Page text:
After the 2012 election, I had one wish: that the back of the Republican establishment would be broken. Not because they were bad people, or had ill will, but because the Republican Party needed to be shaken up.
After two Bush presidencies and two losses in the presidential elections of 2008 and 2012 by Sen. John McCain of Arizona and Massachusetts Gov. Mitt Romney, something needed to shake up the party. We needed more women, more minorities and more focus on building opportunity for all Americans.
Little did I know that just four years later, my wish was going to be granted — and oh so much more.
Almost no one would have believed that Donald Trump would win the Republican nomination, much less the presidency. Frankly, even some in his camp were certain he was going to lose. They told me as much on election night. I disagreed and predicted Trump would win. (I could tell by the way the Democratic-leaning television hosts were refusing to call states for Trump.)
Since his election, Trump has broken the presidential mold by holding almost nonstop rallies; changing trade agreements; signing tax reform; reducing regulation; negotiating with North Korea; signing opioid legislation; appointing conservative judges; and working to secure our southern border. I could go on and on with his accomplishments — but I only have so much space. Let's just say Trump has accomplished an enormous amount.
Yet many people still dislike him. Some of that is the result of continually negative press coverage. Some comes with the job, but some of that is due to his style — direct and graceless — traceable to his background as a New York developer and reality television star.
As we now know, the Republicans lost the House but strengthened their hold on the Senate. From a political perspective, that may have been the best outcome for Trump, since he now has a natural foil: presumed House Speaker Nancy Pelosi, D-Calif.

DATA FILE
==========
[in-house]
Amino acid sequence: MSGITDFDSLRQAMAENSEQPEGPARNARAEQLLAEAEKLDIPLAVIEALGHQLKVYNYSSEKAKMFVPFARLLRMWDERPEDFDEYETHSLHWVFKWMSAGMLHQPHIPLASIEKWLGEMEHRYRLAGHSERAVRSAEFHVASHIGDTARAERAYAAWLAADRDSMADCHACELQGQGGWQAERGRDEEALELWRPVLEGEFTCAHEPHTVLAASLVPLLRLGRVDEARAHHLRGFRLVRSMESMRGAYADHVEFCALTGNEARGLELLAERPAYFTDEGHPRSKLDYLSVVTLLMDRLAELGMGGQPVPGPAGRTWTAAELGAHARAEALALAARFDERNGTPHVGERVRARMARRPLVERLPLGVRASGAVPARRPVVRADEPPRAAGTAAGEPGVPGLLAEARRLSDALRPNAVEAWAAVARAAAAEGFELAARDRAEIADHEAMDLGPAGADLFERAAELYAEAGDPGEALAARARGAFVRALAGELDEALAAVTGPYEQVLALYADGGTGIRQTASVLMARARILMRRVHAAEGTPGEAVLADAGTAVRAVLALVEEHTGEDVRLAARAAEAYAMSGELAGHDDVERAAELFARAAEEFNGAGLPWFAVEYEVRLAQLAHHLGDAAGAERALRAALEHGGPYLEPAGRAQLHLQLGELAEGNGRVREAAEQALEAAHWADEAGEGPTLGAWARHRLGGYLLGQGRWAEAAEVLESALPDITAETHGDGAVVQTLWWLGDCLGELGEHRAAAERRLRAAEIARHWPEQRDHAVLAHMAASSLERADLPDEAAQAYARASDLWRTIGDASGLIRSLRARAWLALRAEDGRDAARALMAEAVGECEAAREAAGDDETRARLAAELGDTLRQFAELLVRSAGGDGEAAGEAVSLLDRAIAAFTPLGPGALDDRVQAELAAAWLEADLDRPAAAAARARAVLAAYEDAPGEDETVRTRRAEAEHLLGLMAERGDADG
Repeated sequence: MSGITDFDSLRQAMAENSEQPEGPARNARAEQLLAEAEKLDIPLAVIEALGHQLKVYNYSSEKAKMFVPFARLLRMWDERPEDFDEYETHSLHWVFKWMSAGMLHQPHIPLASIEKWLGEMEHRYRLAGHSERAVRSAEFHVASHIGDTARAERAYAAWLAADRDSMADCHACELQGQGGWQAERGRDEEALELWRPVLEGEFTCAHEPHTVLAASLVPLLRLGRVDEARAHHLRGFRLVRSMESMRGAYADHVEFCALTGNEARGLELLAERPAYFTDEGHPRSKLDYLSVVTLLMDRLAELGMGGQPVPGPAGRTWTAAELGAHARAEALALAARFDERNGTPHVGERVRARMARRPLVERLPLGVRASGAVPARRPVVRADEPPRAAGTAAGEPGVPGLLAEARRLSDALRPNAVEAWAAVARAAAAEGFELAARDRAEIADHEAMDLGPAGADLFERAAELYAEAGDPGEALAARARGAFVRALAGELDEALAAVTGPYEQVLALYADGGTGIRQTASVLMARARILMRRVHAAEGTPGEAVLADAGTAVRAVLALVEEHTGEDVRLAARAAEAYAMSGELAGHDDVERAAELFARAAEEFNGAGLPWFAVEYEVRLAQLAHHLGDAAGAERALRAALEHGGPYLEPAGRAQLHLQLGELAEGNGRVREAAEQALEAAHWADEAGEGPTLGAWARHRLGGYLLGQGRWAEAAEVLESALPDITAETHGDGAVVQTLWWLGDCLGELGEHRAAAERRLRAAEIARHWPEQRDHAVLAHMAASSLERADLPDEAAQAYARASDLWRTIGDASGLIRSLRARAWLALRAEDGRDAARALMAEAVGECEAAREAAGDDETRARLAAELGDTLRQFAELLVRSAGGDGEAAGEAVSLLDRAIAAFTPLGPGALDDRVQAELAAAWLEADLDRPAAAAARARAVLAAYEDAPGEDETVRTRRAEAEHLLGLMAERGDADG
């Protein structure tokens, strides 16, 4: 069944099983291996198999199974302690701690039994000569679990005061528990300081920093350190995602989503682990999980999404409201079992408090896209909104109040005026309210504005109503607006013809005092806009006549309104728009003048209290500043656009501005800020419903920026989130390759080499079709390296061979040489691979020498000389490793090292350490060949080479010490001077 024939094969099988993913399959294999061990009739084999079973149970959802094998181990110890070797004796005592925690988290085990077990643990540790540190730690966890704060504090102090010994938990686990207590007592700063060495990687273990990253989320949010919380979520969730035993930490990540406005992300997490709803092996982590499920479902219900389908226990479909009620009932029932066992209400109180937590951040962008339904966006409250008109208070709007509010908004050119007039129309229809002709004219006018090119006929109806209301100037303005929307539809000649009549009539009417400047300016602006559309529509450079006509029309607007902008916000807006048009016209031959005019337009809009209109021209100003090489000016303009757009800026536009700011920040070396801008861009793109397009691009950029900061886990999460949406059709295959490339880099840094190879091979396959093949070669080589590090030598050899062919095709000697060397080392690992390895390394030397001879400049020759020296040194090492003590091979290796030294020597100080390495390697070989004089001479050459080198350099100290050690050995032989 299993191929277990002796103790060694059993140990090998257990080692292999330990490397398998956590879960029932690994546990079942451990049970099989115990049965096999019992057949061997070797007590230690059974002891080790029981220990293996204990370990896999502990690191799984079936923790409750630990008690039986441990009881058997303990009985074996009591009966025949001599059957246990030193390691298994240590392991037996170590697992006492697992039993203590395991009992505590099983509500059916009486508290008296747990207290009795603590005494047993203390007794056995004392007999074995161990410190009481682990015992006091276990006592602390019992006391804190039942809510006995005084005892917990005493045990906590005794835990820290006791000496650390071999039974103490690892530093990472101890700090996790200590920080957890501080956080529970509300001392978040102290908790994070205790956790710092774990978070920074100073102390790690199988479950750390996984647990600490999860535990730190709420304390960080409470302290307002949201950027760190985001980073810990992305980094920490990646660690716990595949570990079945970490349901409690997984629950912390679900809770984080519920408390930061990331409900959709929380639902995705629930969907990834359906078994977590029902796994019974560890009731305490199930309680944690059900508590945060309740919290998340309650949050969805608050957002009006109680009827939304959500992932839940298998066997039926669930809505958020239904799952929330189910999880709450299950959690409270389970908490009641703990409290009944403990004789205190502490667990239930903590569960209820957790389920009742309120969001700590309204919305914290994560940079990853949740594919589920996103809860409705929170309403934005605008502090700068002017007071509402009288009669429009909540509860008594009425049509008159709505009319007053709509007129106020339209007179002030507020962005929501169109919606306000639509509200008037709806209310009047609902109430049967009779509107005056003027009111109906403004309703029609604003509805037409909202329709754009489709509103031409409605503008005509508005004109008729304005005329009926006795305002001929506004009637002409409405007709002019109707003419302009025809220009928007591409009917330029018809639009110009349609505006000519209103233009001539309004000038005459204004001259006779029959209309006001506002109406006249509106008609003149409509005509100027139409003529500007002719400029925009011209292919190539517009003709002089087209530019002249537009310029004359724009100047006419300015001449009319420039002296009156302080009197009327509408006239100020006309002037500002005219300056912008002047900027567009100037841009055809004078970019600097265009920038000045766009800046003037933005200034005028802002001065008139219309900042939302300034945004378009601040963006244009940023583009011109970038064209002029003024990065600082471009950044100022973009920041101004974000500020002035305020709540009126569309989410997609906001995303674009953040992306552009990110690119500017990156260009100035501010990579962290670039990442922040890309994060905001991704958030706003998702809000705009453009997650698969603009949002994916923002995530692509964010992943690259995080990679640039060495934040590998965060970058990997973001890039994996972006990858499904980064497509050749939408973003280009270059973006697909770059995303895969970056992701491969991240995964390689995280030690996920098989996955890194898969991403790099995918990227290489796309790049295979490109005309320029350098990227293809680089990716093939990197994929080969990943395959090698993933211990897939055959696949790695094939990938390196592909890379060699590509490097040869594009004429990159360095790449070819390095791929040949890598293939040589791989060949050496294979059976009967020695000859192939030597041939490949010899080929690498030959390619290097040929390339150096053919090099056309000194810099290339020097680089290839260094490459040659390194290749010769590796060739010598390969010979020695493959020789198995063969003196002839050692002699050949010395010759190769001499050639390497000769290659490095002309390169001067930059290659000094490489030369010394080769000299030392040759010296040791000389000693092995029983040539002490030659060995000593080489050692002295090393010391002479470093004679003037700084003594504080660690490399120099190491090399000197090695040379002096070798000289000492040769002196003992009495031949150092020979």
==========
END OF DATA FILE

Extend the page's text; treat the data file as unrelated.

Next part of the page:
Despite all that, he is not assured a victory in 2020.
That's because the news media will continue to cover him unfairly. He can continue to call their stories fake news and describe them as unfair, but he will not be able to change their thrust and tenor. Trump can't control this. If he tries to, by creating a national network (which he mentioned recently), the blowback would be disastrous.
So where is the opportunity and potential shake-up for the party? Look at the midterm results.
Nate Silver, writing last week for his 538 website, noted the "exceptionally high turnout. Turnout is currently estimated at 116 million voters, or 49.4 percent of the voting-eligible population ... 83 million people voted in 2014, by contrast." What's more, the "Democratic candidates for the House will receive almost as many votes this year as the 63 million that President Trump received in 2016."
Additionally, young voters favored the House Democrats by 35 points, and "the Hispanic share of the electorate increased to 11 percent from 8 percent in the previous midterm." The net result, per Silver: "Republicans can't win the presidency by turning out their base alone."
In addition, the suburbs went primarily to the Democrats, according to a New York Times article written by Emily Badger, Quoctrung Bui and Josh Katz, "The Suburbs Are Changing. But Not in All the Ways Liberals Hope." They wrote, "rural areas are now reliably Republican, urban areas overwhelmingly Democratic. The suburbs are lodged in between, with many economically conservative but socially liberal voters who have a foot in each party — or for whom neither party is a perfect fit." According to the article, these suburban voters' priorities "are homeowner, taxpayer and school parent." The writers note that "President Trump has done much more to stress the cultural issues on which many highly educated, white suburban voters disagree with the Republican Party than the economic issues on which they're better aligned." I would argue the press has focused on the cultural issues rather then Trump — but the end result is the same.
The opportunities for Trump and the Republican Party? Continue to focus on economic issues and to reach out and engage with minority, women and young voters by listening to them and including them. We still need more women, more minorities and more focus on building opportunity for all Americans. This needs to be done not only at the national level — but also at the state and local levels.
This month's push by Trump for the First Step Act, a criminal justice reform bill, is a perfect example of an issue that can create opportunity and attract more voters. I absolutely believe that Trump wants the best for all Americans — but I am not the one who needs convincing.
To find out more about Jackie Gingrich Cushman, and read features by other Creators Syndicate writers and cartoonists, visit www.creators.com.